Monday, 29 December 2014
Bishops Pastoral Letter for Feast of the Holy Family
It is impossible to preach a homily on today’s feast of the Holy Family that does not offend the modernist Catholic and the atheist who expect to have the manufactured, alternative living units of today’s society accepted as ‘family’ by the Church. It comes as something of a relief then, when one is given a Bishops Letter to read, because any praise or criticism can be met with the same response –“Why don’t you write to the Bishop and tell him how it has affected you?” I don’t think any will, of course, and as yet I have heard neither criticism nor praise. Rather, there has been a remarkable silence. Here is Bishop Cunningham’s Pastoral Letter to the Diocese of Hexham and Newcastle:
My Dear People
I once saw a statue of the Holy Family carved from a single piece of wood. The
figures rose from the same base, Joseph standing with his arm protectively round
Mary’s shoulder. Mary, carved out of his sleeve, sits cradling the child Jesus. It was
an icon of unity that made me ask the question “What is it that binds The Holy
As I looked for answers I contemplated the individual members of the family. Mary’s
“Yes” to God had brought the child Jesus into the world. Joseph’s “Yes” to God had
made him take Mary as his wife and look after the child Jesus. Jesus’ humility in
saying “Yes” to God in the temptations, and in the Garden of Gethsemane, led him
to the cross where he won our salvation. This family was united in accepting the will
Sadly, we often dismiss the Holy Family because we see them as too perfect, too far
beyond us. The Church needs to be careful when it points to the Holy Family as the
ideal as it could be an obstacle. When ordinary people compare their own poor
experience of family life, its weaknesses and divisions with this ideal it can lead to a
sense of failure and despair. We need to look, more carefully at what scripture tells
us about the Holy Family, then, we may find that it actually addresses our divisions
and weakness and becomes a source of hope.
There were divisions within the Holy Family. Joseph was minded to divorce Mary.
Jesus upsets his parents when he stays behind in the temple. Mary rebukes Jesus
because of the distress she and Joseph suffered as they tried to find him. An upset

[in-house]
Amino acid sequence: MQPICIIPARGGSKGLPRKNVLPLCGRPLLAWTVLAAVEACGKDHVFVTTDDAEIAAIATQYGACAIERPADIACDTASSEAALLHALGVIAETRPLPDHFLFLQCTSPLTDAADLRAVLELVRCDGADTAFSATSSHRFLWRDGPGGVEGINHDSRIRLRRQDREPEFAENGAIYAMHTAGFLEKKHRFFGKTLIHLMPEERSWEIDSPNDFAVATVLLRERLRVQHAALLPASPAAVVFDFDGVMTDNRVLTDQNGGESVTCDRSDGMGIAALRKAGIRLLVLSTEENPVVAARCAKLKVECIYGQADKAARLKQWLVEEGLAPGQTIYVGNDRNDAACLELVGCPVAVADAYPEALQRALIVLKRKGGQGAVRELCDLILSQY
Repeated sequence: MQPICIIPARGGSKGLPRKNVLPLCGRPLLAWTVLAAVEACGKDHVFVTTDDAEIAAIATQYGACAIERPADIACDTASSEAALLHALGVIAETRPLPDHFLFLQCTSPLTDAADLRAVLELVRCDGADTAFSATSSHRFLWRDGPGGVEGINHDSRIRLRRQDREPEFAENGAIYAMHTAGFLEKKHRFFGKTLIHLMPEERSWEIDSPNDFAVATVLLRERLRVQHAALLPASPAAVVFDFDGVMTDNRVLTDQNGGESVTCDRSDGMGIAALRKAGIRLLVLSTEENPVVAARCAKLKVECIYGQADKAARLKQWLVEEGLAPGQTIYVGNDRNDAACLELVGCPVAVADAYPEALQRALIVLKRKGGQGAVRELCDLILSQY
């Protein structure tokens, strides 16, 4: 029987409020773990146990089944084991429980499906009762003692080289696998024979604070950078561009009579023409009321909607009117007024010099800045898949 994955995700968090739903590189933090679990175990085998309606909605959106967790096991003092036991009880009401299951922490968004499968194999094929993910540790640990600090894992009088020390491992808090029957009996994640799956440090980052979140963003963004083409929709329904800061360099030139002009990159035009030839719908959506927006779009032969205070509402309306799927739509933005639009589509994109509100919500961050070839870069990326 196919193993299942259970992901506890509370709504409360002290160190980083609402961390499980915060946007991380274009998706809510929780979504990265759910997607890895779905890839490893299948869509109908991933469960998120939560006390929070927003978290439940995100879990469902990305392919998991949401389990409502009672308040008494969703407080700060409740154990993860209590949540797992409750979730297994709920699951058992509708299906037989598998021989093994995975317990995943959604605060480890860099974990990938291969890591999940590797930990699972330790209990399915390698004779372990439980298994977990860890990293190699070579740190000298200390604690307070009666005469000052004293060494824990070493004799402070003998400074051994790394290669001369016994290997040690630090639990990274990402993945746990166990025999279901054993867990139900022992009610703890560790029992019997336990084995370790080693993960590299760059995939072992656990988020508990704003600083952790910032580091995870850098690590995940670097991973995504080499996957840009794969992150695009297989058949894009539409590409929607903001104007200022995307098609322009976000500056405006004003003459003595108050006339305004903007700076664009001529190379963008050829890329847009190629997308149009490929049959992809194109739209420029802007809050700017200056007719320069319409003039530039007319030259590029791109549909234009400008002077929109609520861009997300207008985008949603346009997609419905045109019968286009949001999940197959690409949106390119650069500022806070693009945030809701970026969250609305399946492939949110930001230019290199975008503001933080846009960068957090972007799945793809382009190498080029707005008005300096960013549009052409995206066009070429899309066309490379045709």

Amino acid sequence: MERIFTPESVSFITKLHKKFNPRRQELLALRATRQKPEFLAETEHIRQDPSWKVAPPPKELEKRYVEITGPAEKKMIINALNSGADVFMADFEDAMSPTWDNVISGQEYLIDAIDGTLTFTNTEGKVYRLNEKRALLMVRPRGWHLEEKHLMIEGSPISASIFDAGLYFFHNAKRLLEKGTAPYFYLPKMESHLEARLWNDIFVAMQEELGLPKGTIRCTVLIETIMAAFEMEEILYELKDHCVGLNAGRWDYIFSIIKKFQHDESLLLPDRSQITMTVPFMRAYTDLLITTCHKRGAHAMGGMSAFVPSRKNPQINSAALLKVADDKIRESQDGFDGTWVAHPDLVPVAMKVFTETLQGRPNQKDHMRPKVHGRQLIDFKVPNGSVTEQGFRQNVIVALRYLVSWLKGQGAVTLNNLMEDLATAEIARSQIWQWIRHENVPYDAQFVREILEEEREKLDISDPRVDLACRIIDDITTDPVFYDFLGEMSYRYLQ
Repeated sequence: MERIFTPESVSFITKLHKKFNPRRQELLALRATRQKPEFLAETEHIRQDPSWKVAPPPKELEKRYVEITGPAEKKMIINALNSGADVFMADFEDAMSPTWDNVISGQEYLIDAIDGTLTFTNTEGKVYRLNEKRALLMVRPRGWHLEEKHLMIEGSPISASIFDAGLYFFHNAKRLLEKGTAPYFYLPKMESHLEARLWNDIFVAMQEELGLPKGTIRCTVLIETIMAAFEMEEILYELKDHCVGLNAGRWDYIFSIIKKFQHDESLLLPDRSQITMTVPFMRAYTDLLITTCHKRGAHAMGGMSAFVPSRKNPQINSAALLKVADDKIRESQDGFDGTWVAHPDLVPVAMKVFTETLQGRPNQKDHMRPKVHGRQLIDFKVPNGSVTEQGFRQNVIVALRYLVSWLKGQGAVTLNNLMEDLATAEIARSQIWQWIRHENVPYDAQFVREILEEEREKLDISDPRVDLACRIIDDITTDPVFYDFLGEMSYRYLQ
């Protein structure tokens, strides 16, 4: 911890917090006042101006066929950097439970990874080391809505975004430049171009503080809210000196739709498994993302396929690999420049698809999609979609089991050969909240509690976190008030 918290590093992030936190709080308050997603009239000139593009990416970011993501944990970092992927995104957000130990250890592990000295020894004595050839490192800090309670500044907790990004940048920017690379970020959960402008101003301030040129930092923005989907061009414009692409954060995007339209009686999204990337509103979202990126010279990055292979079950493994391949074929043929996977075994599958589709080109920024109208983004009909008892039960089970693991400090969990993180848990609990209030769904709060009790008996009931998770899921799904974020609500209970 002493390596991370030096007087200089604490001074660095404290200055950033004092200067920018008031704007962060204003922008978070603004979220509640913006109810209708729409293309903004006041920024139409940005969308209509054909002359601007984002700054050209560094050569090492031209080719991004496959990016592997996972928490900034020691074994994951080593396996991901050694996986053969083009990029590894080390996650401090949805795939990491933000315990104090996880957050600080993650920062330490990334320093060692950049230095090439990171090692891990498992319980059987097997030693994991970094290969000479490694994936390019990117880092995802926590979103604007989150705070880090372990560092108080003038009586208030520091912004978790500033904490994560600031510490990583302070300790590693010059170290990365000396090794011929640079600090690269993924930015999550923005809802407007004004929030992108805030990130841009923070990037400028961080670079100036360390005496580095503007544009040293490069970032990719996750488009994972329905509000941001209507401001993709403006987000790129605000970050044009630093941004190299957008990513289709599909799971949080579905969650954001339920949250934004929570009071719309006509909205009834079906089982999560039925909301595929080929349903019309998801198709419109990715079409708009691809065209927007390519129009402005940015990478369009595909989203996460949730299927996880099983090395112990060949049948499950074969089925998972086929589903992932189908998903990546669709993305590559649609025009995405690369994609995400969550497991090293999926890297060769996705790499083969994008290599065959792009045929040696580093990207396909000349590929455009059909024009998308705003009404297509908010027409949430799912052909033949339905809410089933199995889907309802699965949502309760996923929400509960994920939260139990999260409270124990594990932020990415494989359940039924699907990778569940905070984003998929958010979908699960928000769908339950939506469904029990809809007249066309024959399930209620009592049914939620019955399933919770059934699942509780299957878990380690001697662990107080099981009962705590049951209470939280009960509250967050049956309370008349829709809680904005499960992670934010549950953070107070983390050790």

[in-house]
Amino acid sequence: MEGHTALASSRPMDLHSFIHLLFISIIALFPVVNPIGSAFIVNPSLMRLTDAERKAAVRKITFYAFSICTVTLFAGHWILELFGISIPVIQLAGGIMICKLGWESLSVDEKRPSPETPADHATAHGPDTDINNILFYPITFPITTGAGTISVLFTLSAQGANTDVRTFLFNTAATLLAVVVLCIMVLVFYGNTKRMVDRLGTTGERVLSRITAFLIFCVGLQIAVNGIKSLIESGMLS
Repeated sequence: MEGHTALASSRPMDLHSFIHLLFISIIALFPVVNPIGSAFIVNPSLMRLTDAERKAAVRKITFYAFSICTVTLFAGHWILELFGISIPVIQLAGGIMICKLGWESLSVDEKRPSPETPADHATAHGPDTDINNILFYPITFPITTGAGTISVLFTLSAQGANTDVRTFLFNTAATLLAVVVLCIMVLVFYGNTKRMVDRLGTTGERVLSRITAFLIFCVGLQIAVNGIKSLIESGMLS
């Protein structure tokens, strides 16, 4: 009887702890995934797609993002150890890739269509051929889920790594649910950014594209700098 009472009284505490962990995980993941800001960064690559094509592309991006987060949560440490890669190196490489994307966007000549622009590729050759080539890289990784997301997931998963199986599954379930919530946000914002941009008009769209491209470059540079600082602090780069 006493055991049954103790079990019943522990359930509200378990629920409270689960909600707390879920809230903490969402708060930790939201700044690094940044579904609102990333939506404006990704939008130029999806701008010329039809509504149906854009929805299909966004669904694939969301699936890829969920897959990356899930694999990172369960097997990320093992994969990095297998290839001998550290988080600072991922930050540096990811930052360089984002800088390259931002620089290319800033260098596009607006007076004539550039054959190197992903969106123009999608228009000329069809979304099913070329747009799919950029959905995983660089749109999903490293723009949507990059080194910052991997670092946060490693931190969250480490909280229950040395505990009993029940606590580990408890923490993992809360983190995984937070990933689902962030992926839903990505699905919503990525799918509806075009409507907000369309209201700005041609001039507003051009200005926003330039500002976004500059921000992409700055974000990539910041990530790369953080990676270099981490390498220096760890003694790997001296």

between husband and wife, a wilful teenager, a distressed mother rebuking her
child, are all situations which are common to our experience. What is important
about the Holy Family is that they seek to resolve these problems. That is where we
need to learn from them.
Their problems are resolved by recourse to prayer which asks the Holy Spirit to help
them see what the will of God is. In each case they affirm and support one another
by first, saying “Yes” to God and then to each other. Where there is no immediate
understanding they hold it before God. “Mary pondered all these things in her heart.” What unites the Holy Family is their willingness to listen to the Holy Spirit
and to use his help to obey God; in our weakness we must do the same.
Pope Francis at the recent Extraordinary Synod on the family has reminded us that
there are all kinds of families and relationships in today’s world. Many are unsettled,
broken or in other difficulties and all need to be approached with compassion. He
criticised the Church for sometimes being too judgemental in its approach. He
reminded us that the Church, called to be the family of God, is called to exhibit
compassion and mercy within its own membership. It can only do this by allowing
the Holy Spirit to fill it with the burning love and mercy of God. This will seek to
bring healing and reconciliation within the family of the Church. But it will go much
further than this as it drives the Church to reach out to those on the fringes of
society, seeking to understand them and share the gospel of hope.
The process in our Diocese called “Forward Together in Hope” which is just
beginning, is a three year period to help us discover what it is to be the Family of
God in Hexham and Newcastle. It must be rooted in prayer to allow the Holy Spirit
to draw us closer together in understanding and love. If we are to grow spiritually
we need to understand ourselves, our needs and weakness. We have to recognise
the gifts our community has to offer the wider Church. In the same way we need to
understand others, their needs and weaknesses and we must not be too proud to
accept their gifts.
If we do this we will grow together in unity, renewing the Church as the Family of
God and moving forward in hope to bring his kingdom on earth as it is in heaven.
With very best wishes
Rt Rev Séamus Cunningham
Bishop of Hexham and Newcastle